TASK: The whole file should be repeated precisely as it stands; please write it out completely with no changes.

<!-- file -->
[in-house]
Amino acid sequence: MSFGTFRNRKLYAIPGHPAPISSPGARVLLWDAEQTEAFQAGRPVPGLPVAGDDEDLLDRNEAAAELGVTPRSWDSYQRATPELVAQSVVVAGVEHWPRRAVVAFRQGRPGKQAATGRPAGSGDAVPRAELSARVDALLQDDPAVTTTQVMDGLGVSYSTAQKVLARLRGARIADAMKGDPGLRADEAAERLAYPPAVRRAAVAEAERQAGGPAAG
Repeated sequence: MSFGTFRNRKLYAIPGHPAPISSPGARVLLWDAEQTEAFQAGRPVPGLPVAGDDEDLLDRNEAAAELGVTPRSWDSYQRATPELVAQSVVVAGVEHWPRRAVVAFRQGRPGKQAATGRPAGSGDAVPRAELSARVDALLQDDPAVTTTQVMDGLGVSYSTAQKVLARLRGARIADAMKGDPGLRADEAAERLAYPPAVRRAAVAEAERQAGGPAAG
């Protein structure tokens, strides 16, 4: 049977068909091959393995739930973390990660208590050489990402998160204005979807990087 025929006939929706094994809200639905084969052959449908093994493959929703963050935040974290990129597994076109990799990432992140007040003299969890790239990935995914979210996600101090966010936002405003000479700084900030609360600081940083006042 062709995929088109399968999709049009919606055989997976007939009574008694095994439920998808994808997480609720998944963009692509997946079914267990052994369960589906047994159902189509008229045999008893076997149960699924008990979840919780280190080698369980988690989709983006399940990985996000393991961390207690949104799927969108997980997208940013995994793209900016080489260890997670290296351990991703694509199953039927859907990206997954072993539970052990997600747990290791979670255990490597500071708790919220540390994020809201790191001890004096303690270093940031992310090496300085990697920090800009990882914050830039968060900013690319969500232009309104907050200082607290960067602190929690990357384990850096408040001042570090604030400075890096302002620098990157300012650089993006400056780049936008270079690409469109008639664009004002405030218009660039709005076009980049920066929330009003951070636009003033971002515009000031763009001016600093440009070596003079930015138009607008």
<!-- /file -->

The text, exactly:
[in-house]
Amino acid sequence: MSFGTFRNRKLYAIPGHPAPISSPGARVLLWDAEQTEAFQAGRPVPGLPVAGDDEDLLDRNEAAAELGVTPRSWDSYQRATPELVAQSVVVAGVEHWPRRAVVAFRQGRPGKQAATGRPAGSGDAVPRAELSARVDALLQDDPAVTTTQVMDGLGVSYSTAQKVLARLRGARIADAMKGDPGLRADEAAERLAYPPAVRRAAVAEAERQAGGPAAG
Repeated sequence: MSFGTFRNRKLYAIPGHPAPISSPGARVLLWDAEQTEAFQAGRPVPGLPVAGDDEDLLDRNEAAAELGVTPRSWDSYQRATPELVAQSVVVAGVEHWPRRAVVAFRQGRPGKQAATGRPAGSGDAVPRAELSARVDALLQDDPAVTTTQVMDGLGVSYSTAQKVLARLRGARIADAMKGDPGLRADEAAERLAYPPAVRRAAVAEAERQAGGPAAG
């Protein structure tokens, strides 16, 4: 049977068909091959393995739930973390990660208590050489990402998160204005979807990087 025929006939929706094994809200639905084969052959449908093994493959929703963050935040974290990129597994076109990799990432992140007040003299969890790239990935995914979210996600101090966010936002405003000479700084900030609360600081940083006042 062709995929088109399968999709049009919606055989997976007939009574008694095994439920998808994808997480609720998944963009692509997946079914267990052994369960589906047994159902189509008229045999008893076997149960699924008990979840919780280190080698369980988690989709983006399940990985996000393991961390207690949104799927969108997980997208940013995994793209900016080489260890997670290296351990991703694509199953039927859907990206997954072993539970052990997600747990290791979670255990490597500071708790919220540390994020809201790191001890004096303690270093940031992310090496300085990697920090800009990882914050830039968060900013690319969500232009309104907050200082607290960067602190929690990357384990850096408040001042570090604030400075890096302002620098990157300012650089993006400056780049936008270079690409469109008639664009004002405030218009660039709005076009980049920066929330009003951070636009003033971002515009000031763009001016600093440009070596003079930015138009607008």